although somewhat less dramatic, Mr. Vacca's findings also corroborate Dr.

And, of course, the Hasans received other unbound investment materials when these were finally sent out to the Hasans by Goldman Sachs in 2003. See Hrg. Exhs. 7, 15, 26 and 8.

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Hasan's testimony with respect to Hrg. Exh. 10A not being bound when it was completed.8 Third, the Goldman Sachs Defendants claim that they went to great expense to discover and produce the testimony of Ms. Tozzo. As previously pointed out (pp. 5-6 above), Ms. Tozzo did not contradict Dr. Hasan's testimony Finally, the Goldman Sachs Defendants highlight their effort in finding Dr. Hasan's affidavit in the AEQ, LLC v. Monument Systems, Inc. litigation. Dr. Hasan's affidavit identified Mr. Sandler by name, and permitted them to secure his testimony. That testimony (summarized at pp. 6-8 above) proved biased and implausible, and in any event does not demonstrate any falsity in the testimony of Dr. Hasan as to his recollection and belief.

III.

Summary

The Hasans sincerely apologize for the length of this Response in Opposition to the Named Defendants' Motion. They sincerely appreciate the burden that has been placed upon this Court by the volume of paper from this case. However, the Hasans take very seriously their responsibilities to this

Court, and believe that a careful review of the testimony and evidence was necessary to expose the Named Defendants' Motion for what it is.

For instance, Mr. Vacca testified on November 10, 2005 that he examined page 49 of Hrg. Exh. 10A for indented writing originating from page 47. Mr. Vacca affirmed that "[i]n the middle of [page 49], I recovered indented writing that shows 300,000. That didn't correspond to anything that was on [page 47]." See Exhibit A at 250. It appears that Mr. Vacca was seeing indented on page 49 a portion of the number "2,000,000" that appears in the middle of page 29 of Hrg. Exh. 10A. This finding tends to corroborate that the subscription materials for the 1998 Exchange Fund were not bound as of October 29, 1998 (the date there recorded as to when the "2,000,000" number was placed on page 29 of Hrg. Exh. 10A).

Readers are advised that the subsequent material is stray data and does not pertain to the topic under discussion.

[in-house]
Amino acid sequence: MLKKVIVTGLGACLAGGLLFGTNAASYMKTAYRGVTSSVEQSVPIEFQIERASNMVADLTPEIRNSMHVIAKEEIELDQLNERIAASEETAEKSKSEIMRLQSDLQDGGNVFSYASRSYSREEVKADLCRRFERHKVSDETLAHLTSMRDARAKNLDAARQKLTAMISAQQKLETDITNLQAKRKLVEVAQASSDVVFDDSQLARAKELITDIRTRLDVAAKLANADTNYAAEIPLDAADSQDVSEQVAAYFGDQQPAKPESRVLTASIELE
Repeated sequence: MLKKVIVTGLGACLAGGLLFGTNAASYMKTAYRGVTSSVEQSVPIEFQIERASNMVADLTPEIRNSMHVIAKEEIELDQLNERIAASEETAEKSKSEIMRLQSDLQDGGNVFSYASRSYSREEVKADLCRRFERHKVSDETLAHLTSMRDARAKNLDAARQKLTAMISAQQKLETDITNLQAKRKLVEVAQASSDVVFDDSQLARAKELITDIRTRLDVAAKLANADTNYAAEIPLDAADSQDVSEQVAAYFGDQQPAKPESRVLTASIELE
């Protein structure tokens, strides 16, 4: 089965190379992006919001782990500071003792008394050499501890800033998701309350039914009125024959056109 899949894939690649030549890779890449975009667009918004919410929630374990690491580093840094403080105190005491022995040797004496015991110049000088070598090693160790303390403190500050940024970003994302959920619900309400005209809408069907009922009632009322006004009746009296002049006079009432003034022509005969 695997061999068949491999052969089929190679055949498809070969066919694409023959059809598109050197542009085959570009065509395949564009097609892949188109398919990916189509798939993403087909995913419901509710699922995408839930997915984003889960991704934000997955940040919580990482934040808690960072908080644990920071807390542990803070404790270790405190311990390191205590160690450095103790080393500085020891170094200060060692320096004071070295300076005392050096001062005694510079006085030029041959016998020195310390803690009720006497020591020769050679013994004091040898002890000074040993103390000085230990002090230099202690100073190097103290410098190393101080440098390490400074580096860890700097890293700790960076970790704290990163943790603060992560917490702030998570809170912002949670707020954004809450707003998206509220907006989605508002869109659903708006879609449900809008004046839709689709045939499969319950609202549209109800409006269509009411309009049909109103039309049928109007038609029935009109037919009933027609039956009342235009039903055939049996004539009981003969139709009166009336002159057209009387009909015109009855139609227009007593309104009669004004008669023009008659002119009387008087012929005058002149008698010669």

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WHEREFORE, the Hasans respectfully urge this Court to deny the Named Defendants' Motion. Moreover, in light of the lack of substance the

Hasans respectfully pray that this Court award them their reasonable attorneys' fees for the necessity of opposing the Named Defendants' Motion. Dated: November 30, 2005. Respectfully submitted,

s/ Glenn W. Merrick Glenn W. Merrick Senn Visciano Kirschenbaum Merrick P.C. Suite 4300, 1801 California Street Denver, Colorado 80202 Telephone: (303) 298-1122 Facsimile: (303) 296-9101 Email: [email protected] ATTORNEYS FOR PLAINTIFFS MALIK M. HASAN, M.D. and SEEME G. HASAN

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CERTIFICATE OF SERVICE I hereby certify that on November 30, 2005, I electronically filed the foregoing RESPONSE IN OPPOSITION TO "THE NAMED DEFENDANTS' MOTION FOR PRECLUSION AND OTHER RELIEF" with the Clerk of Court using the CM/EMF system which will send notification of such filing to the following e-mail addresses: Bruce A. Featherstone Featherstone DeSisto, LLP [email protected] Max Gitter Cleary Gottlieb Steen & Hamilton, LLP [email protected] and I hereby certify that I have mailed or served the same on the following non CM/ECF participant via U.S. Mail, postage prepaid addressed to: Nancy I. Ruskin, Esq. Cleary, Gottlieb, Steen & Hamilton LLP One Liberty Plaza New York, New York 10006

s/ Dyanna Spicher